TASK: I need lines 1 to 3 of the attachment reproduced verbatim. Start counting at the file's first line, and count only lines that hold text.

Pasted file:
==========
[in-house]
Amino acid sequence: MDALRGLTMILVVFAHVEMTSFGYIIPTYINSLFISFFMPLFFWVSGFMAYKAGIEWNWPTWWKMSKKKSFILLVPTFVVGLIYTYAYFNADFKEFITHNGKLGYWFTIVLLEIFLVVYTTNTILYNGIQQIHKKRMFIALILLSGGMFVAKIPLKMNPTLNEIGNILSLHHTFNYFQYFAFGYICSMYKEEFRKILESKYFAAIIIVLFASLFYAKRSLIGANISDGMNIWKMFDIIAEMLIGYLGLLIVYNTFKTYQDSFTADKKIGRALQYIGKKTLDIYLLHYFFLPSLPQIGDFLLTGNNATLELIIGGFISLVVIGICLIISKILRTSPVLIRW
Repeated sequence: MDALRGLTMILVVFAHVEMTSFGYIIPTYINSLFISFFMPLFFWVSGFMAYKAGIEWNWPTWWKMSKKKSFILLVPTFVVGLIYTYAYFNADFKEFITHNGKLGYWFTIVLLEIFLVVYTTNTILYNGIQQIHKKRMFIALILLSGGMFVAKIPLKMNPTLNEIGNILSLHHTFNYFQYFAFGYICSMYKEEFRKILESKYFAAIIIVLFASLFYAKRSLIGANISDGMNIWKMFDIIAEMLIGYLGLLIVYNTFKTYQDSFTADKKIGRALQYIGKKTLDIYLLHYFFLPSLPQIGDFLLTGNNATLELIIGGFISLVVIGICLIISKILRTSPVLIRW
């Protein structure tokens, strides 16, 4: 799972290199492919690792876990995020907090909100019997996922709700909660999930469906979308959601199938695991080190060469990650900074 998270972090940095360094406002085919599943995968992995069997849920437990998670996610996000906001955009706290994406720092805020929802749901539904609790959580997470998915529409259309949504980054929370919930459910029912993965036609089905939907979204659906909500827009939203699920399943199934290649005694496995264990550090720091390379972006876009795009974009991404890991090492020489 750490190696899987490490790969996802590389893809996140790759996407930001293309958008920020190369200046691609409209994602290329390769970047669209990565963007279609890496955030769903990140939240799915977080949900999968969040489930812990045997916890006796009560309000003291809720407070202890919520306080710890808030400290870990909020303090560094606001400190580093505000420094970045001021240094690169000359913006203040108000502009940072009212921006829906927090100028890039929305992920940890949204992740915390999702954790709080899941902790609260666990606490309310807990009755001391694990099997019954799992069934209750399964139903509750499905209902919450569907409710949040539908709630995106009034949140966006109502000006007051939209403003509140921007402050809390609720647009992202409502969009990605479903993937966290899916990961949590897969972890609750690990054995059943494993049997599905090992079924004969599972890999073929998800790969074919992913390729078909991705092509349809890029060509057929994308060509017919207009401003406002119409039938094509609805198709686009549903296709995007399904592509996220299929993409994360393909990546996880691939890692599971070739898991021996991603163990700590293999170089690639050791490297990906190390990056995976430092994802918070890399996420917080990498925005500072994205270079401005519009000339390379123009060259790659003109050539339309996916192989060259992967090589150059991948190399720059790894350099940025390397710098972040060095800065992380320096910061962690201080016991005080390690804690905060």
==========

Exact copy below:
[in-house]
Amino acid sequence: MDALRGLTMILVVFAHVEMTSFGYIIPTYINSLFISFFMPLFFWVSGFMAYKAGIEWNWPTWWKMSKKKSFILLVPTFVVGLIYTYAYFNADFKEFITHNGKLGYWFTIVLLEIFLVVYTTNTILYNGIQQIHKKRMFIALILLSGGMFVAKIPLKMNPTLNEIGNILSLHHTFNYFQYFAFGYICSMYKEEFRKILESKYFAAIIIVLFASLFYAKRSLIGANISDGMNIWKMFDIIAEMLIGYLGLLIVYNTFKTYQDSFTADKKIGRALQYIGKKTLDIYLLHYFFLPSLPQIGDFLLTGNNATLELIIGGFISLVVIGICLIISKILRTSPVLIRW
Repeated sequence: MDALRGLTMILVVFAHVEMTSFGYIIPTYINSLFISFFMPLFFWVSGFMAYKAGIEWNWPTWWKMSKKKSFILLVPTFVVGLIYTYAYFNADFKEFITHNGKLGYWFTIVLLEIFLVVYTTNTILYNGIQQIHKKRMFIALILLSGGMFVAKIPLKMNPTLNEIGNILSLHHTFNYFQYFAFGYICSMYKEEFRKILESKYFAAIIIVLFASLFYAKRSLIGANISDGMNIWKMFDIIAEMLIGYLGLLIVYNTFKTYQDSFTADKKIGRALQYIGKKTLDIYLLHYFFLPSLPQIGDFLLTGNNATLELIIGGFISLVVIGICLIISKILRTSPVLIRW